When assessing the potential career options that are on offer within a profession like dentistry, it is easy to dismiss them as pretty limited. After all, you decided to study dentistry because you wanted to become a dentist, so surely the questions stop there? Well, not quite.
The dental industry is dynamic and innovative and provides lots of opportunities for those who are prepared to look that little bit harder when deciding on their
chosen career path.
Here, are just some of the areas you may go into but if you are still undecided, why not visit a dental careers fair like the one the BDA and the UCL Eastman Dental Institute are running in February next year? Visit www.bda.org for more details.
• Army – the Defence Dental Services’ (DDS) mission is: ‘To deliver effective military
dentistry that contributes to force generation and enhances operational capability.’
There are several different points at which you can make your decision to join the DDS, including while at university and before beginning VT. Whether you choose to be part of the army, navy or air force, you will have to go through an interview process that will probably involve a series of aptitude tests, leadership exercises and face-to-face interviews.
Not long after joining up, you will be expected to complete officer training. This usually lasts for a couple of months and will provide you with an insight into the non-dental side of life in the armed forces – so preparing you for future assignments.
After that the world is your oyster – you can expect to be doing everything from spending a week in a submarine or training with the Royal Marines to honing your surgical skills at a maxillofacial unit or taking part in military parades.
• Academia – many people enter the academic world because they enjoy sharing their knowledge with like-minded people and leaders in their field around the world.
And there are certainly possibilities for travel when you are an academic, particularly if you have a good reputation within the academic community.
So how do you go about becoming an academic? First you will need to graduate from dental school and complete Vocational Training. The next step is to complete a postgraduate qualification. Up until recently the usual qualification was the MFDS (Member of the Faculty of Dental Surgery). However, this qualification is gradually being phased out and being replaced with the MJDF (Membership of the Joint Dental Faculties).
You will then need to embark on clinical training in a similar way to those who choose a hospital career pathway. Within this period you may decide to complete a PhD or, alternatively, you can elect to do this on a full-time basis if you are lucky enough to obtain an academic training fellowship.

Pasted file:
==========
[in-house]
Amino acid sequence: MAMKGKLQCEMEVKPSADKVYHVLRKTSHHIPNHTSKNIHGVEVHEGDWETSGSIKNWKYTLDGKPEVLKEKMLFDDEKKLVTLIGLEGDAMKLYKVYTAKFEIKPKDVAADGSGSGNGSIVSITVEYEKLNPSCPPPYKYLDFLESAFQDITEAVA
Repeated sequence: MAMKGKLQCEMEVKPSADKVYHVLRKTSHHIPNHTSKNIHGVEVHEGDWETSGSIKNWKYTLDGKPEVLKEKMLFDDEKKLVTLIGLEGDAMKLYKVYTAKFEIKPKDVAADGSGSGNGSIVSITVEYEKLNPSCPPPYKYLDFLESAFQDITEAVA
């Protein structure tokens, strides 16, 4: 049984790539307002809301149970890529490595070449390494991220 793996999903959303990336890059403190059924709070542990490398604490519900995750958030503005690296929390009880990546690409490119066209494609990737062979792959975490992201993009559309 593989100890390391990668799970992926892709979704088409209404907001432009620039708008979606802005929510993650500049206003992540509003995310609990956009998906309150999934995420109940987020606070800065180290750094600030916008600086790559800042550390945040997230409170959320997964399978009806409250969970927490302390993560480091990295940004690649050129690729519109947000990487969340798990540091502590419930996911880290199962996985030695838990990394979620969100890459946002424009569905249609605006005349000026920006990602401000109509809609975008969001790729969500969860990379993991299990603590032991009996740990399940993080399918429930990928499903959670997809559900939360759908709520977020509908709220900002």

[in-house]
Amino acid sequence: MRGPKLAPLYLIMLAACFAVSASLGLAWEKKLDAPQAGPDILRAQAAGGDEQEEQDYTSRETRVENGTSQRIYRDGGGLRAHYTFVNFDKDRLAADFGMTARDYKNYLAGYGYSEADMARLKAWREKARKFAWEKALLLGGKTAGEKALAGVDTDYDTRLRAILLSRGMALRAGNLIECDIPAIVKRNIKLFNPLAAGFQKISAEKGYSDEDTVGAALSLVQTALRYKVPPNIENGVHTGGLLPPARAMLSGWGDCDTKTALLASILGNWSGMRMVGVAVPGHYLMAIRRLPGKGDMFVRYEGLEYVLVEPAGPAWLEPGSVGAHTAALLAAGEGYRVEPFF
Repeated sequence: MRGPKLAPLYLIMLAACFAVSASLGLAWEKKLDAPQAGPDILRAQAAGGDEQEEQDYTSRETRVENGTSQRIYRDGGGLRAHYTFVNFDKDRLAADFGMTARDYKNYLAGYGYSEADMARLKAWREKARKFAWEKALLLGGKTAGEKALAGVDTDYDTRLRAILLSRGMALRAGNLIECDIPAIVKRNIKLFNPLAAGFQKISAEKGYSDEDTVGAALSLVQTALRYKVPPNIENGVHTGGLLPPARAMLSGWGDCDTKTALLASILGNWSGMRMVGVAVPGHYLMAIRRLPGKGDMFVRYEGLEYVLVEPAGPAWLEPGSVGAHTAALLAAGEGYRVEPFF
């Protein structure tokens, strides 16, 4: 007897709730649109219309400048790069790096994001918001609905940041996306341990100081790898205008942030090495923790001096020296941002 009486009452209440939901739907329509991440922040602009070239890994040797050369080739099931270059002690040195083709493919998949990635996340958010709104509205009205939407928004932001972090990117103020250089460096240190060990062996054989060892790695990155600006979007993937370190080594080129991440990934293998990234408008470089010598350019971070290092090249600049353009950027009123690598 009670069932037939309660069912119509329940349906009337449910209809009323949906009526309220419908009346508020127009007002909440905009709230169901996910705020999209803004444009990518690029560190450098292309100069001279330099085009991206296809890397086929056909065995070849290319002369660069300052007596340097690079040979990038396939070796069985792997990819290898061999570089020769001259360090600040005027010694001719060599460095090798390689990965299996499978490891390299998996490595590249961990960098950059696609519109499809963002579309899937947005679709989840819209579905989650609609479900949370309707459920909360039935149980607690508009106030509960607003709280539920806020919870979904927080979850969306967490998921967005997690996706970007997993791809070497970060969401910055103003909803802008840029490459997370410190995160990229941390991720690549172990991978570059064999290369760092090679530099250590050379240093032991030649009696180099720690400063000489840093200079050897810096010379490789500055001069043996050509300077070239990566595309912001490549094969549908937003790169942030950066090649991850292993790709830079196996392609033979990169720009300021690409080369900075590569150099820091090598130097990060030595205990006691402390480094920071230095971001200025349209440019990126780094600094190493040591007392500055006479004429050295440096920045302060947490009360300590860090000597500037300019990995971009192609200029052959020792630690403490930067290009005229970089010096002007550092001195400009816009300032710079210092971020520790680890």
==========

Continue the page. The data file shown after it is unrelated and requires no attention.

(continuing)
Ideally this should be consolidated with a postdoctoral period before applying for a senior lectureship in your chosen specialty.
Depending on your success, it may take you 10 to 15 years to be appointed to a chair. During this period you will have to treat patients, teach, administrate, examine, publish and obtain grants.
• Community – the Community Dental Service (CDS) has long suffered from an image problem among recent graduates. Deemed either not exciting enough or too challenging because of the patients it treats, it is a service that at first glance neither has the drama of a hospital job nor the stability of life in practice.
However, dig a little deeper and find out more about this area of dentistry and you could be surprised. It can offer graduates a wide range of experiences while also ensuring they are well rewarded and have income stability.
Communication is key in the CDS, so if you feel that communicating well with your patients is one of your strong points then you may enjoy a career in this area.
And remember, in the CDS you will have more time to spend with patients and therefore won’t be rushing to get them in and out of the door as quickly as possible, which can sometimes be a problem for dentists who work in practice in the NHS. There is also the opportunity in the CDS to undertake some managerial duties and conduct research, which gives you the chance to inject a bit of variety into your job.
Of course, many people will already know where they want their career path to lead them, and that is usually into practice. Whether this is prompted by a sense of financial security after a ‘loan-intensive’ spell at university, a desire to get more experience or simply because they like practice life, working in this environment can be a good choice. It can provide stability, variety and a good work/life balance.
However, it can be difficult to find a practice that suits your way of working so taking the first job that comes along isn’t the way to approach things. Do your research and make sure that the set-up you are about to commit your short-term future to is one that you can work comfortably within.